Ways to Improve Debt Collection, Problems with Contracting, and the Dangers of 'Shovel-Ready' Projects
Plus more public-sector management news you need to know.
A growing number of cities, counties and states are increasing their reliance on fees and fines to support government services. In the first few years of this decade, states alone increased the amount they brought in by user fees by $1.5 billion, according to the National Association of State Budget Officers. But increasing dependence on non-tax revenues comes with a variety of tricky issues. One of them is collecting the money owed.
An audit at the beginning of December in San Jose, Calif., looked at ways that city could improve its collections. The auditor offered four suggestions: 1) Bill more promptly -- it discovered that a third of the city's invoices were sent out more than 30 days after the service was delivered.2) Make sure the right people are billed and that the charges are calculated correctly. 3) Address the growing backlog. San Jose's unpaid invoices grew from $18 million in 2008 to $26.5 million in 2013. 4) Better coordinate collection activities which are sometimes handled by the finance department and sometimes by individual departments.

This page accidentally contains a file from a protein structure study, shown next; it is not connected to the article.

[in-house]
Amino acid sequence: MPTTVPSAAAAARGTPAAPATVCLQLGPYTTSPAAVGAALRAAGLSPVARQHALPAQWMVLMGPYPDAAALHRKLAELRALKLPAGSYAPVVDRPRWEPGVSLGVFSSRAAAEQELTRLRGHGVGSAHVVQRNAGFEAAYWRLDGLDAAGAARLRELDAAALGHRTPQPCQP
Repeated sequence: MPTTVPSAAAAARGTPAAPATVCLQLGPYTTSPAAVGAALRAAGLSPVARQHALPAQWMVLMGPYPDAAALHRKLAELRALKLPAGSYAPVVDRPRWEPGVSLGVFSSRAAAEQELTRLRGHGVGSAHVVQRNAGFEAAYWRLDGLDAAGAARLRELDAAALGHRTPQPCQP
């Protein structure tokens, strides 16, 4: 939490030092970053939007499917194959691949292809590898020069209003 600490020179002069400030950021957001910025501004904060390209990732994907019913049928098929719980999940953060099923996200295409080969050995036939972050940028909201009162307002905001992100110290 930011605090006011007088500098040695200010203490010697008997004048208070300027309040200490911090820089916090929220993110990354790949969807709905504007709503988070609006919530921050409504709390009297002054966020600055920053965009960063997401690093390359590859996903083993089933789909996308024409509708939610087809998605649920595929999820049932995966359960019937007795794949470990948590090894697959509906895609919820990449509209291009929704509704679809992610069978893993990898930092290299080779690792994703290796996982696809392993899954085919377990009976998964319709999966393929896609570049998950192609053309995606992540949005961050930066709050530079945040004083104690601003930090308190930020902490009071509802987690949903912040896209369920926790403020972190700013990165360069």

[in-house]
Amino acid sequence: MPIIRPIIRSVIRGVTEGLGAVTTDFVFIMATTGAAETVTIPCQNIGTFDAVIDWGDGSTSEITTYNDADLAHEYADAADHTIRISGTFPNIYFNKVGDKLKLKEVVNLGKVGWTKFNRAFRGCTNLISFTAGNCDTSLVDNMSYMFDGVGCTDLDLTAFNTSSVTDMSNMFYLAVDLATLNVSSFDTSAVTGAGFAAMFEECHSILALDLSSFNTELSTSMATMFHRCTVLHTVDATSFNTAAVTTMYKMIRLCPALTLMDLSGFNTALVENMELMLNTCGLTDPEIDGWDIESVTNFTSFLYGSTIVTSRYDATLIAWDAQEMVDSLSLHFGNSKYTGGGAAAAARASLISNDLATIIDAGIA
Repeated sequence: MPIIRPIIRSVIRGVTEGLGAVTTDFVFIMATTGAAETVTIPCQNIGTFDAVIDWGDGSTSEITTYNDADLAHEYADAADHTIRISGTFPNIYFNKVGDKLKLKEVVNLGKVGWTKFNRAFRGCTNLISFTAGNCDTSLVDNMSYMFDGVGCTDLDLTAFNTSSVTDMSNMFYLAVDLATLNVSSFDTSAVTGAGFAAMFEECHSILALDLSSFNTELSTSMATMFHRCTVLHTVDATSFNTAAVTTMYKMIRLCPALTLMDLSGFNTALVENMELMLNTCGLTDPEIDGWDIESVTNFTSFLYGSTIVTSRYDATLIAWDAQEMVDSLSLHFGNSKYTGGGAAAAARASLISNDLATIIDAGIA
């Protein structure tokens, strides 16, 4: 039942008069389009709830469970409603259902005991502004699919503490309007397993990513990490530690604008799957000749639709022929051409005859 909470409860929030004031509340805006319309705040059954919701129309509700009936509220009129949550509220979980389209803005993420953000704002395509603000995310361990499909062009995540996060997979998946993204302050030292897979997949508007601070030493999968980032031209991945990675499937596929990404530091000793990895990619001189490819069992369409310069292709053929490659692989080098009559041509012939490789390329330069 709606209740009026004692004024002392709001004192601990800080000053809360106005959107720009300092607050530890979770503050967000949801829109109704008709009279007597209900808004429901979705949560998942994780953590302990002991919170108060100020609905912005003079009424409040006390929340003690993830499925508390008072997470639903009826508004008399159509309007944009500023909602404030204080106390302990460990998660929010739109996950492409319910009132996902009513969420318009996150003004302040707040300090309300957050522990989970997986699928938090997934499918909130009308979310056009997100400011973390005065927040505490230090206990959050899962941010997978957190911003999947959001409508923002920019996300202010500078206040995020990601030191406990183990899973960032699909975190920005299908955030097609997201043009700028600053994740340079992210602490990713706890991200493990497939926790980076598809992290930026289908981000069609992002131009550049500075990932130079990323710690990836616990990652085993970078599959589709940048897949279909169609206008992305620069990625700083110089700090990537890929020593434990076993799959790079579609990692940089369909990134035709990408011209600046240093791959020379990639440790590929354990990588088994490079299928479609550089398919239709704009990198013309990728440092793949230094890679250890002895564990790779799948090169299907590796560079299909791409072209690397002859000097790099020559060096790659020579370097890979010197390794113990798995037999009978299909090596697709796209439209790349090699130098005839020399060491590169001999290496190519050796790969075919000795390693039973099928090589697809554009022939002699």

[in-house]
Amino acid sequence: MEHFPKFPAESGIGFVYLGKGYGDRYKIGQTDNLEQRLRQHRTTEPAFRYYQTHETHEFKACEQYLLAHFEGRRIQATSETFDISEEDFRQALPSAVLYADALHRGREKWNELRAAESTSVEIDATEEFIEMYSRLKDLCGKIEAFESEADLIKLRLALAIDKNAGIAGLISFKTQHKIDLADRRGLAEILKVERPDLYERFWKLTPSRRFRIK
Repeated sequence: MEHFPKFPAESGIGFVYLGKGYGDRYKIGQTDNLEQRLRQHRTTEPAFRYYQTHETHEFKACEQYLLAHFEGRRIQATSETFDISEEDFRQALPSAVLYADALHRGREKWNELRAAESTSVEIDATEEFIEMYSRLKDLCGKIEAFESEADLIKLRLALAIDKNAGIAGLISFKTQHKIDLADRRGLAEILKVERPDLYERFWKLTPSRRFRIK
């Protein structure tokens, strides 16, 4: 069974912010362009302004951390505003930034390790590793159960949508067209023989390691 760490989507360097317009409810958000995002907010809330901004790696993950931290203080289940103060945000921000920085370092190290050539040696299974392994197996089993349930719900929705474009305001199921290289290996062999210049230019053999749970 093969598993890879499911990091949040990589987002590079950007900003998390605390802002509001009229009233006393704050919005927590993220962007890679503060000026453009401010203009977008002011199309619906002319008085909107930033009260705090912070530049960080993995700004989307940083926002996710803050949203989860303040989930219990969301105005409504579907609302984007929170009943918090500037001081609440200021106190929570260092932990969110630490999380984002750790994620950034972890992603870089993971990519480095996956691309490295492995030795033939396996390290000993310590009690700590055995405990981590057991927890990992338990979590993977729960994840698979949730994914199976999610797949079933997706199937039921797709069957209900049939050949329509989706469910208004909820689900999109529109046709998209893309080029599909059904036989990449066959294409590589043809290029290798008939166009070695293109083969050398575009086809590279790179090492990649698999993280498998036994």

It’s no secret that the years during and since the recession have been difficult for state and local compensation systems. Many government employees have gone without pay raises for multiple years -- an unpleasant state of affairs that began to turn around this year. But often adjustments to compensation are made on a piecemeal basis, leading to odd discrepancies. In Kentucky, for example, non-elected court personnel are receiving salary increases for 2014 and 2015. But judges haven’t received a raise since 2008 and now get 17.5 percent less than the national average.
Kentucky’s chief justice, John Minton Jr., has expressed concern that lawyers may balk at moving to the bench. In fact, in some places in Kentucky, circuit court clerks, for whom no law degree is required, make more than judges.
“If you don't know where you are going, you'll end up someplace else.” -- Yogi Berra
On LinkedIn, Bob Behn, a lecturer at Harvard’s Kennedy School of Government, describes himself as “Chief Flunky at Harvard University.” In fact, he’s a very thoughtful, erudite man who has focused on results-driven management, in one form or another, for years. He’s just come out with a new book, The PerformanceStat Potential, which delves deeply into the phenomenon of targeted use of state and municipal statistics to drive policy changes. The stats focus began with New York’s CompStat, a performance measurement system that may have helped push the city’s crime rates downward.
The book makes many salient points. Behn emphasizes the importance of disaggregating the data. As he writes, “a city’s total crime for a month -- a simple aggregate number -- reveals nothing. It cannot suggest who should do what. ... But until these totals are disaggregated (by crimes, geography and time), the patterns -- and the relevant performance deficits -- remain hidden.”